Here are my Three Little Thankfuls for today.

— Freshness in the air after a wonderful and unexpected rain shower

— A perfect cup of hazelnut coffee this morning

— Black-eyed peas that I put up fresh in the summer that are now cooking on my stove

Feel free to chime in with your own Three Little Thankfuls, if you would like, too.

I am certainly looking forward to enjoying a good meal (cooked by someone else) with some family members at lunch on Thanksgiving, and we will certainly be thinking of and praying for those that are not as fortunate this year, especially those impacted by Hurricane Sandy in the northeast.  I will also continue in prayer for the restoration of family relationships that have suffered this past year, both for us and some other family members.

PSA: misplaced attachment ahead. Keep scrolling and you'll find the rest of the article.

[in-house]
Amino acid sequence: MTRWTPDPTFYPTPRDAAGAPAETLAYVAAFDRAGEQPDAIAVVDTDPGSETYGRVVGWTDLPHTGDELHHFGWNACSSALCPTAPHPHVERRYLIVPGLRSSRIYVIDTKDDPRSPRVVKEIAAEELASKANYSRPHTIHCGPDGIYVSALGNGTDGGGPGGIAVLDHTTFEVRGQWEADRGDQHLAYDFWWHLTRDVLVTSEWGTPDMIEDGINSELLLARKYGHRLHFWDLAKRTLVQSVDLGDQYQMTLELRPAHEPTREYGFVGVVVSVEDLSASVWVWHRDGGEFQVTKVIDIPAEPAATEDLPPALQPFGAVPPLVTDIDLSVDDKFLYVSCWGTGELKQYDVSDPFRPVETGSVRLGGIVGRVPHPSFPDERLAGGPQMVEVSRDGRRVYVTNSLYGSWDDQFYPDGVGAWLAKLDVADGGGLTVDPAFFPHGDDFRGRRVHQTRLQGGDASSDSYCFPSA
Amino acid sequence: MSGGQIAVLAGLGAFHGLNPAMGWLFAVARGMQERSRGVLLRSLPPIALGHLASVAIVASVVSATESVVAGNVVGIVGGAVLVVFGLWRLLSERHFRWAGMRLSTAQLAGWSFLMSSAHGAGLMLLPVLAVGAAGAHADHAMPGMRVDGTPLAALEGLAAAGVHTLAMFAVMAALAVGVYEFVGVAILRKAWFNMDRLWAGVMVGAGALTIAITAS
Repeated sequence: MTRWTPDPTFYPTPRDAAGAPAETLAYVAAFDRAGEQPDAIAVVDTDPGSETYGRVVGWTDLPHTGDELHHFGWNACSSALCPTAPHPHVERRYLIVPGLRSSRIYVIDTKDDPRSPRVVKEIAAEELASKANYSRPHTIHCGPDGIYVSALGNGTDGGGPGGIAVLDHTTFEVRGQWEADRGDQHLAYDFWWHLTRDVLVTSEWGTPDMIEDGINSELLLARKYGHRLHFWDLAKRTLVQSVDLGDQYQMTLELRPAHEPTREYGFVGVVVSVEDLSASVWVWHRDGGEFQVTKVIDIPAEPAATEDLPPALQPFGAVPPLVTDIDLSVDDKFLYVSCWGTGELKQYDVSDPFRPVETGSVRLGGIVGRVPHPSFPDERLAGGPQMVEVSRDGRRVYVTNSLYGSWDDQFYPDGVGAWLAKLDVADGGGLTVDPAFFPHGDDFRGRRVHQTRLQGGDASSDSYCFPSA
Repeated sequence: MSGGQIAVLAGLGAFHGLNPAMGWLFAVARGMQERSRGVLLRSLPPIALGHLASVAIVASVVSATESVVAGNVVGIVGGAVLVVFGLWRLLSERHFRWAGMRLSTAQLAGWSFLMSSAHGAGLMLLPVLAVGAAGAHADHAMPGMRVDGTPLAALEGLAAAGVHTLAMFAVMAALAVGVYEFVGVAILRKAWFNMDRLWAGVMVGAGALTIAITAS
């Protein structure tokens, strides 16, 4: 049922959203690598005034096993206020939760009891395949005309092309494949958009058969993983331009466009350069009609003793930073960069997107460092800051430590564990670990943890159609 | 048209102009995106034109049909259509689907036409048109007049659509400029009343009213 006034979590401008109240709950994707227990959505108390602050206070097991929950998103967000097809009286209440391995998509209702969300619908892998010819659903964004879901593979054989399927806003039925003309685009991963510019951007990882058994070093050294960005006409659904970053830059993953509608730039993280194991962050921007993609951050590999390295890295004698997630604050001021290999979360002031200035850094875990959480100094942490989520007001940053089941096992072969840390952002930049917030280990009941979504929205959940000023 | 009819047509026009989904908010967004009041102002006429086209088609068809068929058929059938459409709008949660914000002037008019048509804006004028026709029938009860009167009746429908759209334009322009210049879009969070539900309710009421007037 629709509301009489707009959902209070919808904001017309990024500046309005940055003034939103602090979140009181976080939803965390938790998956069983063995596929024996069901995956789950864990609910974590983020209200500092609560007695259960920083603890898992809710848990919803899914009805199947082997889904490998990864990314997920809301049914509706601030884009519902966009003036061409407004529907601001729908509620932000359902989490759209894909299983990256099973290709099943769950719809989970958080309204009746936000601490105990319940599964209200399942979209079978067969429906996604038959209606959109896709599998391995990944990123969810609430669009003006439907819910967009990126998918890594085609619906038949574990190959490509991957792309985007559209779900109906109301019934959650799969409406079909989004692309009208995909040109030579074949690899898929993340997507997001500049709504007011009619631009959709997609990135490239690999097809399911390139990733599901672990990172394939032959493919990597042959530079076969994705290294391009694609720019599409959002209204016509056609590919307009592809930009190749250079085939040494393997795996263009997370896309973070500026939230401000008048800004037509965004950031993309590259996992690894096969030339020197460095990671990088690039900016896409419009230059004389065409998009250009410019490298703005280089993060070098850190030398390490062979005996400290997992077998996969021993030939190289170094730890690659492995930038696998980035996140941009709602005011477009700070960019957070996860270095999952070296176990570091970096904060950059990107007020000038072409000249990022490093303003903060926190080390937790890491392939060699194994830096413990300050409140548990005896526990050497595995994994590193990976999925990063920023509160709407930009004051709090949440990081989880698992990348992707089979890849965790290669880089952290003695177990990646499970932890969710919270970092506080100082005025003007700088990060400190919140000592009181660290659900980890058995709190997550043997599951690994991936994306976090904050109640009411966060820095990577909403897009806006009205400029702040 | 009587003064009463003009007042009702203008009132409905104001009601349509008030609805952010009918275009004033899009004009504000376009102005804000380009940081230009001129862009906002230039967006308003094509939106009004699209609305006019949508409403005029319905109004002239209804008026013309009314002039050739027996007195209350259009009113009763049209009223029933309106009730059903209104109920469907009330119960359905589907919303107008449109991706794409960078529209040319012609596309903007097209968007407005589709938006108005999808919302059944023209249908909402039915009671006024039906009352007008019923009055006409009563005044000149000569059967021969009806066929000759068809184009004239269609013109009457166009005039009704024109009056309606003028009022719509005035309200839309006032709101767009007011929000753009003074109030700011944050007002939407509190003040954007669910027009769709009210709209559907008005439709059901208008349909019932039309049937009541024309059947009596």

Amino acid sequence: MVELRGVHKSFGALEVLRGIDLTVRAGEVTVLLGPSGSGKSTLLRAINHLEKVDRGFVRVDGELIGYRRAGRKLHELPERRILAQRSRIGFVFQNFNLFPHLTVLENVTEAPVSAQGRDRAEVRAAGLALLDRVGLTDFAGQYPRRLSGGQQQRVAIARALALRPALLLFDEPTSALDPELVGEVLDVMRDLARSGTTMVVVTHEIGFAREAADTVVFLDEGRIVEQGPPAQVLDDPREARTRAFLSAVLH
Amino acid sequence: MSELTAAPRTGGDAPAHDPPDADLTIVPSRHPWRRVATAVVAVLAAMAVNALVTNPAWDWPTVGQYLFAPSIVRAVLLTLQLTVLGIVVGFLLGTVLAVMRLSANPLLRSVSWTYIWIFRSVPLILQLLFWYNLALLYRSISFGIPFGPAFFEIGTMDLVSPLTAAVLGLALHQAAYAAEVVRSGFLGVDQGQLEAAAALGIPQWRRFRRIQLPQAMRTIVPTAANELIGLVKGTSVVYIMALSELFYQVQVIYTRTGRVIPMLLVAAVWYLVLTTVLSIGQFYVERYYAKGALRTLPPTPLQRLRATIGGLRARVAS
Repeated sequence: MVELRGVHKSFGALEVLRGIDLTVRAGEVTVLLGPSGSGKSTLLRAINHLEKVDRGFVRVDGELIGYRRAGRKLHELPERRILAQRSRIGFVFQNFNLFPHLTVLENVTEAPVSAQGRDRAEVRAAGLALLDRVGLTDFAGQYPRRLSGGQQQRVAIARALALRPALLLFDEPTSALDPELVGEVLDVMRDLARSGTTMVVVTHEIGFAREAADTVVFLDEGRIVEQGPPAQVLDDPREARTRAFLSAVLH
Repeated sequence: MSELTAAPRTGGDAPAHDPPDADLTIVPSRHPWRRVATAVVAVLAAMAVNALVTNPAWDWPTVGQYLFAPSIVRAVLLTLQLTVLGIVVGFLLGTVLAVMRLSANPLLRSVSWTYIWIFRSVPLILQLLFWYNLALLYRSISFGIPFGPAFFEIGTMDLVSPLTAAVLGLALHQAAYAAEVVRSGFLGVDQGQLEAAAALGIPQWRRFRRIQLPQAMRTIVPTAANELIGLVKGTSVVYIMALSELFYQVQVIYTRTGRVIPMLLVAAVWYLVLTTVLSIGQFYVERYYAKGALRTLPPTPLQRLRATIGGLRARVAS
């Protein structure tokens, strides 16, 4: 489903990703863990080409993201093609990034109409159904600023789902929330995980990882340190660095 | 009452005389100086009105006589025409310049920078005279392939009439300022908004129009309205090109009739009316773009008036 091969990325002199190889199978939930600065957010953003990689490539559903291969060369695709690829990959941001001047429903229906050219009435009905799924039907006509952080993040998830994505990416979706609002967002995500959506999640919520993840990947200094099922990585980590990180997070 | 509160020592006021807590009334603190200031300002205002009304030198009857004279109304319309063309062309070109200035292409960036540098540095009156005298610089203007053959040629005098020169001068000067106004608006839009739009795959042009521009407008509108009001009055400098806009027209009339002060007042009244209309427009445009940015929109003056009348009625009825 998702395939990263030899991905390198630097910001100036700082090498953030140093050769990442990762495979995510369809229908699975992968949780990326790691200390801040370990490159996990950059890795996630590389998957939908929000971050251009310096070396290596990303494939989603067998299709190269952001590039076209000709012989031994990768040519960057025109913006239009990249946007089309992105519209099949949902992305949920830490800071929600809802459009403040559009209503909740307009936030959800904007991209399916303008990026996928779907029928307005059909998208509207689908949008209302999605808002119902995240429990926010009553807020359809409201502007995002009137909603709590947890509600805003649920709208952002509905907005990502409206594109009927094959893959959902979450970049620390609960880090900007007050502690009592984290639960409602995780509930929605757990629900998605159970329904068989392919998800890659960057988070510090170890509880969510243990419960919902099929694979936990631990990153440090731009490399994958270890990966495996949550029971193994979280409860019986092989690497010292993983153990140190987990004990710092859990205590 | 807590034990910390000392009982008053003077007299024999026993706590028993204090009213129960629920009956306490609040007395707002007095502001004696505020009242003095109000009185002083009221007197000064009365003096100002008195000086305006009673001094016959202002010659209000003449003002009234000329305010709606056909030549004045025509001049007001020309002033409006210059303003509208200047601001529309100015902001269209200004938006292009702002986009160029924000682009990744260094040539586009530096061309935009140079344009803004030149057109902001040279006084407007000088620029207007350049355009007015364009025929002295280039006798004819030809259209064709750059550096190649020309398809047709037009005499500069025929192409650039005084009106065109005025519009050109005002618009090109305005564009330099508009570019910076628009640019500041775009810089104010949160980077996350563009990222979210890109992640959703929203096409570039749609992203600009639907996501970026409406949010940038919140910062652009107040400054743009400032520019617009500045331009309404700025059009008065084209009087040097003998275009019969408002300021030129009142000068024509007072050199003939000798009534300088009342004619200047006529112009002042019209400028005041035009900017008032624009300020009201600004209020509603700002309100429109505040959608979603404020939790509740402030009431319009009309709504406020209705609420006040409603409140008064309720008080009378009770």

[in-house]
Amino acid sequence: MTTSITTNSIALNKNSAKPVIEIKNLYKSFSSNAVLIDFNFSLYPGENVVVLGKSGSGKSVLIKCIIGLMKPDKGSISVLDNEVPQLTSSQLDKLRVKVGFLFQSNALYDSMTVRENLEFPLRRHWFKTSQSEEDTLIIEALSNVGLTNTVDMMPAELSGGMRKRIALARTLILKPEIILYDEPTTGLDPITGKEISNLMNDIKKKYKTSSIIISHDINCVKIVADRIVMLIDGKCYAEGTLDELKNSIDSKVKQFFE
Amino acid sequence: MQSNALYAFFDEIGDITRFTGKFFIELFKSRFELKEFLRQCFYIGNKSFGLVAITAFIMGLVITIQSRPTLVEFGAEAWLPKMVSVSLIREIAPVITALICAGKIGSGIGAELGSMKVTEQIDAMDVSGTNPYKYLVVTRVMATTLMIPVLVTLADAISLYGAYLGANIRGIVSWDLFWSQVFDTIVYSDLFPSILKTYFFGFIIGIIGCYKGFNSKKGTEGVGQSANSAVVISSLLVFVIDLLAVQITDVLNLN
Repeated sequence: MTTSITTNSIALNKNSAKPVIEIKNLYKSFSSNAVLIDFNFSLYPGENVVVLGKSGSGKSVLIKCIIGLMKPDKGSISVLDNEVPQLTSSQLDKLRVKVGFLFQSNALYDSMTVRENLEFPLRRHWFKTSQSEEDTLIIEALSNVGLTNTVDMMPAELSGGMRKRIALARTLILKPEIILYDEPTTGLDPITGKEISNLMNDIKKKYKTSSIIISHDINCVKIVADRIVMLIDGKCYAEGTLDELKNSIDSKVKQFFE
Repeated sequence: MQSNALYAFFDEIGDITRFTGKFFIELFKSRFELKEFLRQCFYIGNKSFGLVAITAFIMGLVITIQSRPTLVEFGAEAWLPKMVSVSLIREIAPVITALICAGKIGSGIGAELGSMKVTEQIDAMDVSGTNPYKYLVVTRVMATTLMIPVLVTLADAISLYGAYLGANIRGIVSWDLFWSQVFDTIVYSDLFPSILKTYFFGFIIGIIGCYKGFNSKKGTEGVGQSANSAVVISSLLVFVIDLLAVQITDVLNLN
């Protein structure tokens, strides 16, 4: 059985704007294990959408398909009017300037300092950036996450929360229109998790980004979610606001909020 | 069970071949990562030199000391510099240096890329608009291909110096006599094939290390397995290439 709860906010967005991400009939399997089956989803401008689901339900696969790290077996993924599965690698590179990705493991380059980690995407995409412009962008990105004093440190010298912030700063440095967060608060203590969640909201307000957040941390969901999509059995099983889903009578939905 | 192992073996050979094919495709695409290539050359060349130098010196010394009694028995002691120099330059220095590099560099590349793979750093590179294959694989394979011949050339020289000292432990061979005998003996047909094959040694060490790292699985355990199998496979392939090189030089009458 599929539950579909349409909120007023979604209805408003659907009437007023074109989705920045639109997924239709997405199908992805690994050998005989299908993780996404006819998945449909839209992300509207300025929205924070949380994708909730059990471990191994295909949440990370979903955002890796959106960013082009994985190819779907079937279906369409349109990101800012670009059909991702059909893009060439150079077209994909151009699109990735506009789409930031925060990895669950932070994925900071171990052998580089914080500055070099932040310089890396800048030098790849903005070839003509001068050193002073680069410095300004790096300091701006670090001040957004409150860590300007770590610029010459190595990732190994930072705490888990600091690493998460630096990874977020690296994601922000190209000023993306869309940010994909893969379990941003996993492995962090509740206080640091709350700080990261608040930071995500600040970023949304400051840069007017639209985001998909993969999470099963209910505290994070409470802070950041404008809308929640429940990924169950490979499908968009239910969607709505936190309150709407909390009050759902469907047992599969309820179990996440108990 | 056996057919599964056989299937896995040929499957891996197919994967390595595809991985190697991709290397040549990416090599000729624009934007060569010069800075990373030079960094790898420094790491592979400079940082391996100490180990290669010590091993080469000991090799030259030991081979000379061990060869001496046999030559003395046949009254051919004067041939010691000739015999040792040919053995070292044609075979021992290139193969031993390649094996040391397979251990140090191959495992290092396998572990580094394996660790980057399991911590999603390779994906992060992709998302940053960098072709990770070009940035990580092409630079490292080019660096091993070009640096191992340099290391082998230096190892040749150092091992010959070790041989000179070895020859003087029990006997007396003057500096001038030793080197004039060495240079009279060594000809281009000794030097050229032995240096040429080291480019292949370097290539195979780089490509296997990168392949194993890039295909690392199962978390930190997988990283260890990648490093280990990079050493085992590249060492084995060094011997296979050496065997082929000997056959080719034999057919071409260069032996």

I wish for your, dear readers, a most blessed and happy Thanksgiving, and I invite you to begin a full-year of sincerely counting your own blessings each day, too.  If you would like a good book to help you get started, I highly recommend One Thousand Gifts from Ann Voskamp.

Evening update:  Once again, God has spoken to my heart, as I read the following passage tonight.

“We only enter into the full life if our faith gives thanks. Because how else do we accept His free gift of salvation if not with thanksgiving? Thanksgiving is the evidence of our acceptance of whatever He gives. Thanksgiving is the manifestation of our Yes! to His grace.”
Ann Voskamp, One Thousand Gifts: A Dare to Live Fully Right Where You Ar

Tuesday morning update:  This article just came out this morning in the NY Post, by Archbishop Timothy Dolan, an excellent read.

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Never Forget